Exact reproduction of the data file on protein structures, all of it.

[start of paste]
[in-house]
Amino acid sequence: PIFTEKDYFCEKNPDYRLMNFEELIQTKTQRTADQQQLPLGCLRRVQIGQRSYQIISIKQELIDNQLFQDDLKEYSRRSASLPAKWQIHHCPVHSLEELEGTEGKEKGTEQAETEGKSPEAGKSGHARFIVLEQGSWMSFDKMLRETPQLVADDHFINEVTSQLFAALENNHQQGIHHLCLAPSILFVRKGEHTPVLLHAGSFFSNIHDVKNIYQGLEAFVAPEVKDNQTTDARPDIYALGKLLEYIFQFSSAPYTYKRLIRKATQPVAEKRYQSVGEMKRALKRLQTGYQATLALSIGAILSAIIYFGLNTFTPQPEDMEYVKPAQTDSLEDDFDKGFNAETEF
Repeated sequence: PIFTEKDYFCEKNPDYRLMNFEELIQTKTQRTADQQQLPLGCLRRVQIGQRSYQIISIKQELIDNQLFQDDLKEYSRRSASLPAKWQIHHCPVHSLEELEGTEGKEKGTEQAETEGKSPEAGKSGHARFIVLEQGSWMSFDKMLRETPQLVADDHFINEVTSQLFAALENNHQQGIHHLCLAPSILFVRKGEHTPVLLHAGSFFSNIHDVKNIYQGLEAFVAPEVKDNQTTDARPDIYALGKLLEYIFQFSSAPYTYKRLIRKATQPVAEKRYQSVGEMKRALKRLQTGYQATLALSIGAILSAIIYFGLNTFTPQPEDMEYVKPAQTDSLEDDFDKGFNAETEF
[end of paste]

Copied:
[in-house]
Amino acid sequence: PIFTEKDYFCEKNPDYRLMNFEELIQTKTQRTADQQQLPLGCLRRVQIGQRSYQIISIKQELIDNQLFQDDLKEYSRRSASLPAKWQIHHCPVHSLEELEGTEGKEKGTEQAETEGKSPEAGKSGHARFIVLEQGSWMSFDKMLRETPQLVADDHFINEVTSQLFAALENNHQQGIHHLCLAPSILFVRKGEHTPVLLHAGSFFSNIHDVKNIYQGLEAFVAPEVKDNQTTDARPDIYALGKLLEYIFQFSSAPYTYKRLIRKATQPVAEKRYQSVGEMKRALKRLQTGYQATLALSIGAILSAIIYFGLNTFTPQPEDMEYVKPAQTDSLEDDFDKGFNAETEF
Repeated sequence: PIFTEKDYFCEKNPDYRLMNFEELIQTKTQRTADQQQLPLGCLRRVQIGQRSYQIISIKQELIDNQLFQDDLKEYSRRSASLPAKWQIHHCPVHSLEELEGTEGKEKGTEQAETEGKSPEAGKSGHARFIVLEQGSWMSFDKMLRETPQLVADDHFINEVTSQLFAALENNHQQGIHHLCLAPSILFVRKGEHTPVLLHAGSFFSNIHDVKNIYQGLEAFVAPEVKDNQTTDARPDIYALGKLLEYIFQFSSAPYTYKRLIRKATQPVAEKRYQSVGEMKRALKRLQTGYQATLALSIGAILSAIIYFGLNTFTPQPEDMEYVKPAQTDSLEDDFDKGFNAETEF